Assessment of kinematic and kinetic patterns following limb salvage procedures for bone sarcoma
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Bone sarcomas are the fourth most common cancer in individuals under 25 years. Limb salvage procedures have become increasingly popular for the treatment of osteosarcomas as they have functional and psychological benefits over traditional amputative procedures. The purpose of this paper was to evaluate kinematic and kinetic characteristics of patient's post-limb salvage and examine key predictive factors of gait dysfunction. A retrospective outcome studywas undertaken on 20 limb salvage patients (10,, 10<) recruited from the Queensland Bone Tumour Registry. Kinematic and kinetic data were collected using a 3D motional analysis system and three force platforms. Loading response knee flexion in the affected lower limb was reduced compared to the unaffected lower limb (P < 0.001) and the control group (P < 0.001), although, closer examination of results showed two contrasting patterns of knee flexion during loading. Multiple regression analysis showed that muscular integrity (i.e. strength, ROM and residual mass) was the most predictive factor of function following limb salvage surgery. ANOVA showed that patients treated with the Stanmore SIMLESTM prostheses exhibited superior torque and power production at the ankle during late stance compared to those treated with the Stryker HMRS. In summary, the results showed that limb salvage patients adopted a gait pattern that reduced the moment demand at the knee and hip, suggesting a compensation for pain, reduced stability and/or muscle weakness.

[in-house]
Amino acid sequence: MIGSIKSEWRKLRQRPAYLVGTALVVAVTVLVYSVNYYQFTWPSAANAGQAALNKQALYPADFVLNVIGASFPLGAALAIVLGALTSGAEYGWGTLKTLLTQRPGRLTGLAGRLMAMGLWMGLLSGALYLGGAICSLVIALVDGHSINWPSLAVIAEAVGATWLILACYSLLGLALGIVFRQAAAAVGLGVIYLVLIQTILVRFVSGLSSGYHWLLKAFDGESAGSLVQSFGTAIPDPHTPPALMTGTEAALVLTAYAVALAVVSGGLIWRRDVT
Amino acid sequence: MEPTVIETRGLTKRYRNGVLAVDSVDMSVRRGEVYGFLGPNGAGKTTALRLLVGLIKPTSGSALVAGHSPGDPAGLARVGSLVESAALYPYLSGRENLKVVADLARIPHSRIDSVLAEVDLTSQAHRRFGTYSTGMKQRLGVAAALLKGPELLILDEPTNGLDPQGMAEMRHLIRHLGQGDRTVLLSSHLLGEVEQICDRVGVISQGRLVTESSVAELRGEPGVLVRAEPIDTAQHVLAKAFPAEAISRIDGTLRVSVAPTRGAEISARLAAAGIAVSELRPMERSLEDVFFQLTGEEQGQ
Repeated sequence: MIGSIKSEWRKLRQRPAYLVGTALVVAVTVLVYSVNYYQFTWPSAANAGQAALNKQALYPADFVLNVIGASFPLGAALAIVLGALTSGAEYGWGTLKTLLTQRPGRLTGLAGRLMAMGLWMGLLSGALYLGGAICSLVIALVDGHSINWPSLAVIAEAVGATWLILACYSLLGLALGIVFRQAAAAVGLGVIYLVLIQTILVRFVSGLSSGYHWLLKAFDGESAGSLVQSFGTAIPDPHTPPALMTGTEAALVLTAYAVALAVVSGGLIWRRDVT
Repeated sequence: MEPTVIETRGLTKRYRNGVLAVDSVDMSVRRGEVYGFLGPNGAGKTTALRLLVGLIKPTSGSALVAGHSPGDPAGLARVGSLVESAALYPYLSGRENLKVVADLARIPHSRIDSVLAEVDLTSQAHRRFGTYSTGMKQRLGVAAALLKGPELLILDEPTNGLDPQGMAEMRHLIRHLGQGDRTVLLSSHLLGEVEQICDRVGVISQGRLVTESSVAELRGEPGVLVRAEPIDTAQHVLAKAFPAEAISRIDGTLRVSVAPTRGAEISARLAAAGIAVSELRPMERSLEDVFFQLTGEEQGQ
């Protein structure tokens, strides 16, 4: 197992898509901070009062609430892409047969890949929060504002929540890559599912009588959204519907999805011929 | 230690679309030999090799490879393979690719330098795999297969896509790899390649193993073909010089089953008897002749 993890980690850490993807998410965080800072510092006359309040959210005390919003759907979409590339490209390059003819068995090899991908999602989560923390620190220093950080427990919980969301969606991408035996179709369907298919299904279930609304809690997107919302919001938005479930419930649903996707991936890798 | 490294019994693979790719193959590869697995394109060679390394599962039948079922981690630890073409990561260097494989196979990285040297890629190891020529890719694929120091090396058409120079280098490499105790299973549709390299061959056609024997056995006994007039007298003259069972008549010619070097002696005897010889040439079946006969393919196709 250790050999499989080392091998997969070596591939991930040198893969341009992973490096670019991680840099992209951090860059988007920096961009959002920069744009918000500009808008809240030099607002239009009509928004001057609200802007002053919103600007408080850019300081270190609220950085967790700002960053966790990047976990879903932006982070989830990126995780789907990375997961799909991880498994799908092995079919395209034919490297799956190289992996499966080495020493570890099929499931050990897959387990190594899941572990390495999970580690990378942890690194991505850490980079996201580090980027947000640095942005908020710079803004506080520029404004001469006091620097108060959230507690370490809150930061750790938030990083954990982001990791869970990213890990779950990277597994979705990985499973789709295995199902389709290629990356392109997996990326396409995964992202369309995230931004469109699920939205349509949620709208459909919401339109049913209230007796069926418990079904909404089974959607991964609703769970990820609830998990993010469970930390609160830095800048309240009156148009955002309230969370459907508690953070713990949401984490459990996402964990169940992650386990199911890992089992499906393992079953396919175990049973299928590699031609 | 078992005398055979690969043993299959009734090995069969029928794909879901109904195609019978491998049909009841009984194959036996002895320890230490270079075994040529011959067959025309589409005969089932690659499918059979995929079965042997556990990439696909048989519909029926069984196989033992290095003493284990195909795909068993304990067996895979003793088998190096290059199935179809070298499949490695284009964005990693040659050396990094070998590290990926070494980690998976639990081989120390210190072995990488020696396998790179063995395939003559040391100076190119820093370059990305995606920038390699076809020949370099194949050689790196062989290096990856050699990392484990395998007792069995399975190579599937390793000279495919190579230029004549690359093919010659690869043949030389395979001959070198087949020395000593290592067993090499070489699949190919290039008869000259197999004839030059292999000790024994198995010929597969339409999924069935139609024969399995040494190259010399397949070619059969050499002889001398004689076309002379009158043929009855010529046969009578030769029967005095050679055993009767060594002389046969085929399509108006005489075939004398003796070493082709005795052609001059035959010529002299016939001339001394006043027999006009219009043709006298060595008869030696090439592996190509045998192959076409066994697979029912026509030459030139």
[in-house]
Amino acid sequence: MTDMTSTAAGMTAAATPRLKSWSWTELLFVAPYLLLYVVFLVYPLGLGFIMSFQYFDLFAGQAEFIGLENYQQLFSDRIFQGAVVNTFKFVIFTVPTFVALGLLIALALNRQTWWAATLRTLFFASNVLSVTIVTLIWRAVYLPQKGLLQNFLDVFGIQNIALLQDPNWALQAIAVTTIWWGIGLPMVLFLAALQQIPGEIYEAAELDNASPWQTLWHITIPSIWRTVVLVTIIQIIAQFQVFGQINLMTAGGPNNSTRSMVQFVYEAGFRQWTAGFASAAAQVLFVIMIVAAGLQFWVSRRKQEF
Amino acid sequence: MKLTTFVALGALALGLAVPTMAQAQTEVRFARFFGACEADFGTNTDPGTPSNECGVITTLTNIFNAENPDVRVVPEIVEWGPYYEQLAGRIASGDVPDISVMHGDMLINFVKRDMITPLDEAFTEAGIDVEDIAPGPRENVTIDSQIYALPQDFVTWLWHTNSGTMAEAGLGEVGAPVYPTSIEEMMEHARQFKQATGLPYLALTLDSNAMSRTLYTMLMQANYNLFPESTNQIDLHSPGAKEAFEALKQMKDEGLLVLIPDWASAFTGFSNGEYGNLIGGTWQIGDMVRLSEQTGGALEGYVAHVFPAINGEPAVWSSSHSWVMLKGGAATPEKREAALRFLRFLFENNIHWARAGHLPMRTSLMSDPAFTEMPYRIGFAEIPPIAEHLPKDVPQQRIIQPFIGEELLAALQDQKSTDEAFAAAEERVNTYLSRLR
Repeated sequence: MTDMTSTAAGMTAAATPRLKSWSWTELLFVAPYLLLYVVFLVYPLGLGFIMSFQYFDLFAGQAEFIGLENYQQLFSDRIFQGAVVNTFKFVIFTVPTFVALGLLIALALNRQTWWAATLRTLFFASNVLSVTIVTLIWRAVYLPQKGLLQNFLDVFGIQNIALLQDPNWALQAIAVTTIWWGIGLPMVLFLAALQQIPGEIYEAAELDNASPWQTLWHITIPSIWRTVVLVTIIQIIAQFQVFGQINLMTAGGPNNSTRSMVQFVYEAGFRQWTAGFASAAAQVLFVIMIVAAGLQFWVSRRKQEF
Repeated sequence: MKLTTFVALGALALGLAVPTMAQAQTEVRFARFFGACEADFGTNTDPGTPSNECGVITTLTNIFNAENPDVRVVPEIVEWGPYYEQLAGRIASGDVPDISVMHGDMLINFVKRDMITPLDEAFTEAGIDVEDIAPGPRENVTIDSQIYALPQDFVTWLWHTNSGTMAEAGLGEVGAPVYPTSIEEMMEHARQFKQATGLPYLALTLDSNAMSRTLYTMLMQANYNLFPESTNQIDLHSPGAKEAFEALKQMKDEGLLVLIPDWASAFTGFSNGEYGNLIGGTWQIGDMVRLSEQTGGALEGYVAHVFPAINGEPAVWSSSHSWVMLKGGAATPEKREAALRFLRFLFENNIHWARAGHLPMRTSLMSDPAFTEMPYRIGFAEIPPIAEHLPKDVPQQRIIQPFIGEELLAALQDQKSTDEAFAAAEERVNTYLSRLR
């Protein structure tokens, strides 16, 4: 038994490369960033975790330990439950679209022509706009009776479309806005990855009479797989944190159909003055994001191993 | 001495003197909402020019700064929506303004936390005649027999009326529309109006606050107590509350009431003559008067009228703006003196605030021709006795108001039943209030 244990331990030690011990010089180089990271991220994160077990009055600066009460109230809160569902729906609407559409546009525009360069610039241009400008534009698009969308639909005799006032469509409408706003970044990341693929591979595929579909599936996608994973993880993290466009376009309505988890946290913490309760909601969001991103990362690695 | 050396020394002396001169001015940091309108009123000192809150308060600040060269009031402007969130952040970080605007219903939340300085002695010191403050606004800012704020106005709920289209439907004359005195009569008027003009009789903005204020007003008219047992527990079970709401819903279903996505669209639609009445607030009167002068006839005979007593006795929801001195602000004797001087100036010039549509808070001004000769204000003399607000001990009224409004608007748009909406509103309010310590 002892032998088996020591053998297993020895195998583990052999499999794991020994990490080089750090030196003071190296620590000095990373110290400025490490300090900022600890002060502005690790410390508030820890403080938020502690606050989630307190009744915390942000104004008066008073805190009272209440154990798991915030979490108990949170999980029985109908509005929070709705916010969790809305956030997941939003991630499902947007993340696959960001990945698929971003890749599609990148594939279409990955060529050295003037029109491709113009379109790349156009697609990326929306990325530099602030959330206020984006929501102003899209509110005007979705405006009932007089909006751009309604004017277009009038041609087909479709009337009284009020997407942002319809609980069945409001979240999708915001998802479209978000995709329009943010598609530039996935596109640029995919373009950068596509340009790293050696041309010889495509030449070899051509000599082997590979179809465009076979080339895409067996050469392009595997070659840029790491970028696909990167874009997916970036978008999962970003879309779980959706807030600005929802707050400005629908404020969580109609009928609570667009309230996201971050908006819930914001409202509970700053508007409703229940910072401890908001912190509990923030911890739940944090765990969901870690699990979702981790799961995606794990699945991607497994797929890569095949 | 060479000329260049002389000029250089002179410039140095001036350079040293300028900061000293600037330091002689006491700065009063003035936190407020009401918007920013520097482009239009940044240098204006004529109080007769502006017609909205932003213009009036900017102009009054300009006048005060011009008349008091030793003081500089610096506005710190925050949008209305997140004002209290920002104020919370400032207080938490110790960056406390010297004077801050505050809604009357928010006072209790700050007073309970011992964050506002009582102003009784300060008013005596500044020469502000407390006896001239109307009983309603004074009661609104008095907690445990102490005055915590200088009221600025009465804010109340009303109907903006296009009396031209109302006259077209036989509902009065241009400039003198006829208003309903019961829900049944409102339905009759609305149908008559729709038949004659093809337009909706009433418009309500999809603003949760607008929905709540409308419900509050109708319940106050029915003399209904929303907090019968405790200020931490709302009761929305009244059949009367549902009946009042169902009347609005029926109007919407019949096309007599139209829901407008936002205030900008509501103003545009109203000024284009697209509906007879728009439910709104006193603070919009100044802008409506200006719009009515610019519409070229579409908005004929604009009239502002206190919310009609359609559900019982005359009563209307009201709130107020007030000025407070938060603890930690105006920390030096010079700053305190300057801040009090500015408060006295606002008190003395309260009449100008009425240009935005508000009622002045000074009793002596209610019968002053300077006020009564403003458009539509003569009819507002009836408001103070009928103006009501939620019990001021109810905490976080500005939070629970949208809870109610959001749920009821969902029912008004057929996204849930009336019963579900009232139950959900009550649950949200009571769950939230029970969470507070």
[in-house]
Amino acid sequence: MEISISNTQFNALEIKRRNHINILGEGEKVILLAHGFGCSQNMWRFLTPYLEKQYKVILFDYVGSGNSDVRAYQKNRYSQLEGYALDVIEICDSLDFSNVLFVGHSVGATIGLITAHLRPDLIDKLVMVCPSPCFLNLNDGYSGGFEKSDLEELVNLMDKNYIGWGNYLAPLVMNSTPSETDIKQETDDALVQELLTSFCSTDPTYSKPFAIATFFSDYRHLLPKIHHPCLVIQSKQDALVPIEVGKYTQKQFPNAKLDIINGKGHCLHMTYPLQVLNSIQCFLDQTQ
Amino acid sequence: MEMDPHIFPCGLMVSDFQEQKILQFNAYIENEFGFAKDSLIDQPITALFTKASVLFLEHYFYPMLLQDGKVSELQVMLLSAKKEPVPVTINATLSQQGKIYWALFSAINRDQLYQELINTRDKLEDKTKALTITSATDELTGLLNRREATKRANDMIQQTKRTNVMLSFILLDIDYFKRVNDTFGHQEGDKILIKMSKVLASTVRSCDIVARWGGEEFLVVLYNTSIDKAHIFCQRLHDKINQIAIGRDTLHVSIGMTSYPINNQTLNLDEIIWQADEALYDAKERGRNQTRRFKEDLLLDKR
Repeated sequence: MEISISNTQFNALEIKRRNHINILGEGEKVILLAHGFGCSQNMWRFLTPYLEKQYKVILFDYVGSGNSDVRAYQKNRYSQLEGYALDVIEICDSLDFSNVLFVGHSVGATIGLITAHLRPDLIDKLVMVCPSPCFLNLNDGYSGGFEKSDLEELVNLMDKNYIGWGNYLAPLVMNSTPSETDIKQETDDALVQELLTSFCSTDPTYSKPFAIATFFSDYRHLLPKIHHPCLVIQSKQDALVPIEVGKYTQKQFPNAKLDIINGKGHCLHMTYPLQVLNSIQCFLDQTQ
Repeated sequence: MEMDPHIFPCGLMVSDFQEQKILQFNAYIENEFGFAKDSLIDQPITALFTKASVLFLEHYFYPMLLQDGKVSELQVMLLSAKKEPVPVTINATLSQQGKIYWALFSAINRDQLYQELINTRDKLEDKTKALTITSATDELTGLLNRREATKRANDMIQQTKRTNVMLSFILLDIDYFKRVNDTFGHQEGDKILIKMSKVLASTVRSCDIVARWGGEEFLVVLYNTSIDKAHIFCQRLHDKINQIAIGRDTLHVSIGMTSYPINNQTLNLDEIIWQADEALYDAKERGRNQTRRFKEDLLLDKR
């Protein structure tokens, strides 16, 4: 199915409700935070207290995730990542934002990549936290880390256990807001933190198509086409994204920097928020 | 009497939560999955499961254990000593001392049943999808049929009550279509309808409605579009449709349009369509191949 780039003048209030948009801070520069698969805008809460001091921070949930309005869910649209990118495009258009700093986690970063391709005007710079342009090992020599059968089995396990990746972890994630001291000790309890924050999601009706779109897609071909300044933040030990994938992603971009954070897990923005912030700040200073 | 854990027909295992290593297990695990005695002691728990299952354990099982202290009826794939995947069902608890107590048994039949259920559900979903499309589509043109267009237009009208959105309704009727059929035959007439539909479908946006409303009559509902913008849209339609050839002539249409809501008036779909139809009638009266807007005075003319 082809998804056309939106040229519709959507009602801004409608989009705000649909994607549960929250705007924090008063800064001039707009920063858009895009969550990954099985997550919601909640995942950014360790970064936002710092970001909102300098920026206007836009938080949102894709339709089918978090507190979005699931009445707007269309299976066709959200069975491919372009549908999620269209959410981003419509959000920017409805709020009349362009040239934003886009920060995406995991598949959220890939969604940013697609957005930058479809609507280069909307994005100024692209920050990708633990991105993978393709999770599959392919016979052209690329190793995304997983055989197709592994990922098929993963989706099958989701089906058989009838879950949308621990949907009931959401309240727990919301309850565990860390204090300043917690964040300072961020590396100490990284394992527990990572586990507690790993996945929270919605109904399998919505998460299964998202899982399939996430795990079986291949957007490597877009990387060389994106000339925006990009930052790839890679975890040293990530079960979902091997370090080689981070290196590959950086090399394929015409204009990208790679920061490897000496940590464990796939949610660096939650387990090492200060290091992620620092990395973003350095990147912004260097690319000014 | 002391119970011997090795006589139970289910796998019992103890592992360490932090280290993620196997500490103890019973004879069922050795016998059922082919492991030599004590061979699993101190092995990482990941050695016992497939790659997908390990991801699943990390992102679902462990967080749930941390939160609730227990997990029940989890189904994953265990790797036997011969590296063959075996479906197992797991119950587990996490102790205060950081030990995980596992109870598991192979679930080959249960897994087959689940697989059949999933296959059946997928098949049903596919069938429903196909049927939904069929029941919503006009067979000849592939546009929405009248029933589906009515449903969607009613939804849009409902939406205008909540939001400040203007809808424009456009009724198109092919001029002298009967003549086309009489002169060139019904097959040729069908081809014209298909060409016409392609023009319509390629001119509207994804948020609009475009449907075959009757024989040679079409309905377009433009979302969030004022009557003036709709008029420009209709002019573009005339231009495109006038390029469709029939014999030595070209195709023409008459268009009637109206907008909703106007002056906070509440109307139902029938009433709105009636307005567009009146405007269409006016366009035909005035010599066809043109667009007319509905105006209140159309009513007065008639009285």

Gait & Posture